Students are looking for real care from the teacher and an easy class with a high grade, often achieved by manipulation. I used to conduct my classes that way until I realized that most Koreans are out for themselves and don't care at all what their teacher thinks. If you don't understand Korean culture or Korean language, you can do get along well enough with this approach. However, once you know how capricious Korean students can be (they'll change their minds at a drop of a hat), your logical mind willl change its approach. If you come to this point, you'll have to reevaluate your teaching strategy. Do not let yourself be swayed by bullies or sob stories. Your opinion of them means nothing to them: unless you're unshakable. Be especially wary of emails with an "it's so sad..." message.They got this from the movie "Black Swan", which if you see, you'll realize how it resonated with Korean audiences (quest to be perfect, overbearing parents, backstabbing colleagues). They got the "it's so sad" comment from "Black Swan". That's not a thought prevalent in Korean society. The closest I've heard from 4 years of conversation class is "I pity them/him/her". Sympathy/empathy are concepts that don't much enter the minds of Koreans. It's all about me. How I can succeed. You can either choose to ignore this reality or accept it and adapt to it. Of course there are exceptions, but they are the minoriity.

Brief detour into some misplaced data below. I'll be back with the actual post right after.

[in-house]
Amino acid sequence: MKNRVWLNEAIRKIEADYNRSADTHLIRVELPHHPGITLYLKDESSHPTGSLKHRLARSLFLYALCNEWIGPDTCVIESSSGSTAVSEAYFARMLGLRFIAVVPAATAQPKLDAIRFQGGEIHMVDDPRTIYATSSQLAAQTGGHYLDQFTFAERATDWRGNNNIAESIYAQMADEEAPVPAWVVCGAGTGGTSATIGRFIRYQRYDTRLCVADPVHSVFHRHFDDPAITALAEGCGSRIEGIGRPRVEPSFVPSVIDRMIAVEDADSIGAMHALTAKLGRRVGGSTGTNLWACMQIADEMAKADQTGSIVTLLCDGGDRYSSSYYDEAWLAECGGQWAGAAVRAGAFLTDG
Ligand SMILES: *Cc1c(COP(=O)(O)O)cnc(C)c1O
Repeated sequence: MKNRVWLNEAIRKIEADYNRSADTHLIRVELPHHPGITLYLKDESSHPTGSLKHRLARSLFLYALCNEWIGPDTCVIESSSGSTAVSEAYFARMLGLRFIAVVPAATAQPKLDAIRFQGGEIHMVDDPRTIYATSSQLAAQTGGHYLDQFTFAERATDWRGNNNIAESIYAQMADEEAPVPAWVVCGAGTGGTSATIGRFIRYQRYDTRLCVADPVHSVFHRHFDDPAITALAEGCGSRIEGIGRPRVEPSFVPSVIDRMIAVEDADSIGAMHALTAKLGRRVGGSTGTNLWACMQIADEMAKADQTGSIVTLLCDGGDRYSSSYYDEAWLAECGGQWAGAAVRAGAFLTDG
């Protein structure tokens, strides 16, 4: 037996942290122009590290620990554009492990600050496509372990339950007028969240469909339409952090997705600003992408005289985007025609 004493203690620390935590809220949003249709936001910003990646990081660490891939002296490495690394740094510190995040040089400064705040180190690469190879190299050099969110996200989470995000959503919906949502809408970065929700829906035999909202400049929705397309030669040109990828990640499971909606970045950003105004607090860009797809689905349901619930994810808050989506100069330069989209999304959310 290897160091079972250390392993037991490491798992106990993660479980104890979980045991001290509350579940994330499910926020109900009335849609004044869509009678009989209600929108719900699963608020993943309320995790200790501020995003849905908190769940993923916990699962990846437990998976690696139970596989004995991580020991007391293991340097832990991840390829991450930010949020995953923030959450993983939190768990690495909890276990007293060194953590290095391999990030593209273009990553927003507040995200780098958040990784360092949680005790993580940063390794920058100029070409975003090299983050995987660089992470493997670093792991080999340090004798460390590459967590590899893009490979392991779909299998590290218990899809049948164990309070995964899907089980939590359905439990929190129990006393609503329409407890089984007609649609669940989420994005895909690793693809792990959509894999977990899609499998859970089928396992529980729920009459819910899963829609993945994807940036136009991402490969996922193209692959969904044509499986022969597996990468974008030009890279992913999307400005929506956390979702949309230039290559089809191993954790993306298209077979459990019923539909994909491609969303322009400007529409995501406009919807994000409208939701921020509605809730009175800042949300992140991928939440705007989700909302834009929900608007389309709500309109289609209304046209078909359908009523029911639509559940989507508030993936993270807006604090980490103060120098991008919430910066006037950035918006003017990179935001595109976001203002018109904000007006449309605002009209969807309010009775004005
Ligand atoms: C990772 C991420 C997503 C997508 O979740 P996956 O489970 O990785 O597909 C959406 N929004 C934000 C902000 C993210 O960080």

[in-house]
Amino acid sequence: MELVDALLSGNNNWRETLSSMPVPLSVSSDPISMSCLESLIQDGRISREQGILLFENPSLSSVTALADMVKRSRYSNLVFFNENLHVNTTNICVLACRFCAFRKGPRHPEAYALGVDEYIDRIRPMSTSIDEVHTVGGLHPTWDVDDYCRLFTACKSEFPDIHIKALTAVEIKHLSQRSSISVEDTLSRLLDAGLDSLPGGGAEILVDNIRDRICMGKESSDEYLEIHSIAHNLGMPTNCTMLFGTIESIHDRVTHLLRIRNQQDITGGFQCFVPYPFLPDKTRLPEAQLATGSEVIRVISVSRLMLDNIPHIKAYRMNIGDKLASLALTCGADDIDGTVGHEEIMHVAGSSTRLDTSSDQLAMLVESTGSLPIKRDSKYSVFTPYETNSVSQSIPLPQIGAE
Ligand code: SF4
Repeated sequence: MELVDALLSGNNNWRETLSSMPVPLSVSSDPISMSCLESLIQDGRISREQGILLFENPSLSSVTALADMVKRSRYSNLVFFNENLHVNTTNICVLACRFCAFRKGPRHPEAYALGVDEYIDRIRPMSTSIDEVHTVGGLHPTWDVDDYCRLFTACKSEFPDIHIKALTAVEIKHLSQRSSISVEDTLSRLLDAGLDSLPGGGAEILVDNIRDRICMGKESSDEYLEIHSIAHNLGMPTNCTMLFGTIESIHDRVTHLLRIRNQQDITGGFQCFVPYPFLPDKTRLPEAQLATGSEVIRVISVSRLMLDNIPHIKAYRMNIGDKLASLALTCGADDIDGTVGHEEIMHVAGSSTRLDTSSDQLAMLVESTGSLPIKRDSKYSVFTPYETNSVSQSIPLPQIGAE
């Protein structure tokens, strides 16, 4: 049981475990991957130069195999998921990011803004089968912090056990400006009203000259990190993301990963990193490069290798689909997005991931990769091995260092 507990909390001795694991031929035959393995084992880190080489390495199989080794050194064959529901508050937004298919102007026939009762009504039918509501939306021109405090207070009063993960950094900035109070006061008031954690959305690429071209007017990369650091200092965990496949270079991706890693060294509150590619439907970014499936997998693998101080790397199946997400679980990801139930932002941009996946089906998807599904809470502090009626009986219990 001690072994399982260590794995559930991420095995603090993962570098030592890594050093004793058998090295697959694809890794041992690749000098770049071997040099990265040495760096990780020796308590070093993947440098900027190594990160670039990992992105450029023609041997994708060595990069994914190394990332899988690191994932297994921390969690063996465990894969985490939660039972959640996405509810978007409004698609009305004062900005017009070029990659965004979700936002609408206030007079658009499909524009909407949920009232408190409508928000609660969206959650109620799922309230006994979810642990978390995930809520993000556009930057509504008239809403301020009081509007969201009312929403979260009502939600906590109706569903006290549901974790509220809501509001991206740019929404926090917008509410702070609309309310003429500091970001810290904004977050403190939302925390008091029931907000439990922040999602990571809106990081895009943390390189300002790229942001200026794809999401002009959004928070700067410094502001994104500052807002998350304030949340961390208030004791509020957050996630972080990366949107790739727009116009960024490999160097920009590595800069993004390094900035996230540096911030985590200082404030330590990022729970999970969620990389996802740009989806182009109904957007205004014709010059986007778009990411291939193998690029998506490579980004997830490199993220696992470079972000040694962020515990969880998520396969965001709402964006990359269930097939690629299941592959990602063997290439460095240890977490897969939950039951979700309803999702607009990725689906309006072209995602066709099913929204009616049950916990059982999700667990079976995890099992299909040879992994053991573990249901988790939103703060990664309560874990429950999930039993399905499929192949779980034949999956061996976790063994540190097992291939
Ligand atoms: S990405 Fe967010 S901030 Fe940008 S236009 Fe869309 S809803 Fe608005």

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PostPosted: Fri Feb 15, 2013 6:44 pm    Post subject: Reply with quote

Yes. If you are getting 90%+ in every course and know what you are doing well it's good feedback.

If you are scoring 60%. You are in trouble.
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PostPosted: Sat Feb 16, 2013 5:22 pm    Post subject: Reply with quote


Sorry, I did not notice your comment earlier.

Some of it is just personality but some strategies I try: